Australia offers swine flu test case

Australia is currently living through what the northern hemisphere will soon have to confront: a winter with swine flu.

Public health officials in countries like the UK and US are therefore looking upon Australia as a global case study, and seeing what lessons they can glean from the country’s handling of the pandemic.

Distance offered no protection for this far-flung country, and swine flu reached its shores in early May.

Since then, more than 40 people have died and more than 16,000 have been infected. There has been no sense of public panic, despite the fact that Melbourne for a time was dubbed the “swine flu capital of the world”, the city with the highest concentration of cases.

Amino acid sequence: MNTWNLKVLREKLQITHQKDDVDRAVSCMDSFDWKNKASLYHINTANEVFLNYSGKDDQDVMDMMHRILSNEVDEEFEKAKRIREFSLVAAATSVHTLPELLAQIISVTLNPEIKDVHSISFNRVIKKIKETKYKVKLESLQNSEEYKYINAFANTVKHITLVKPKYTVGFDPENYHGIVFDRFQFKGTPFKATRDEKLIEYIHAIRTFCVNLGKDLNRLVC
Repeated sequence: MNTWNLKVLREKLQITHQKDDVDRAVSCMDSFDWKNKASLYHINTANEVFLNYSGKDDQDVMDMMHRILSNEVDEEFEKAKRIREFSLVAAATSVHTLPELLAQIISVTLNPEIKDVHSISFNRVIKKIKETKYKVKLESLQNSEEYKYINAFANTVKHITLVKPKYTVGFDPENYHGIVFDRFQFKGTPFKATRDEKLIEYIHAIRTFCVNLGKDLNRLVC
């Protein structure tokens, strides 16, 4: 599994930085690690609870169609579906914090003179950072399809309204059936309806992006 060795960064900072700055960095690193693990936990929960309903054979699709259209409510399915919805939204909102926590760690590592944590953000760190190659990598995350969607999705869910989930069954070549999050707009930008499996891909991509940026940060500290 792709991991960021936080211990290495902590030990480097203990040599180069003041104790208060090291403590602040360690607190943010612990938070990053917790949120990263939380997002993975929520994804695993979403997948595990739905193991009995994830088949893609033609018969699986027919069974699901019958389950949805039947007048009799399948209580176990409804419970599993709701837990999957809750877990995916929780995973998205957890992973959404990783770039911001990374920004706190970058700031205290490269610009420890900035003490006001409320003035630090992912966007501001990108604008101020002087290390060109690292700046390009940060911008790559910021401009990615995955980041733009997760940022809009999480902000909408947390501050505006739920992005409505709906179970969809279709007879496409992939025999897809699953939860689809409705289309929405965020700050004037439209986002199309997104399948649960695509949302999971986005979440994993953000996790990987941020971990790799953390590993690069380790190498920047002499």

With New Zealand hit first, Australia had a few crucial weeks to refine its response.

It prepared public information adverts, warning people to be careful to wash their hands and quickly rolled out thermal-imaging cameras at international airports to try to identify air travellers arriving with the virus….

…Some affected schools have been shut, because Australia has realised that children are the so-called “super-spreaders” of H1N1.

Therein lies a lesson for the northern hemisphere, according to Professor Raina MacIntyre, from the University of New South Wales.

“Shutting schools is probably the key non-pharmaceuticals intervention and social distancing intervention that can have an impact,” he said…

Complete article at BBC News

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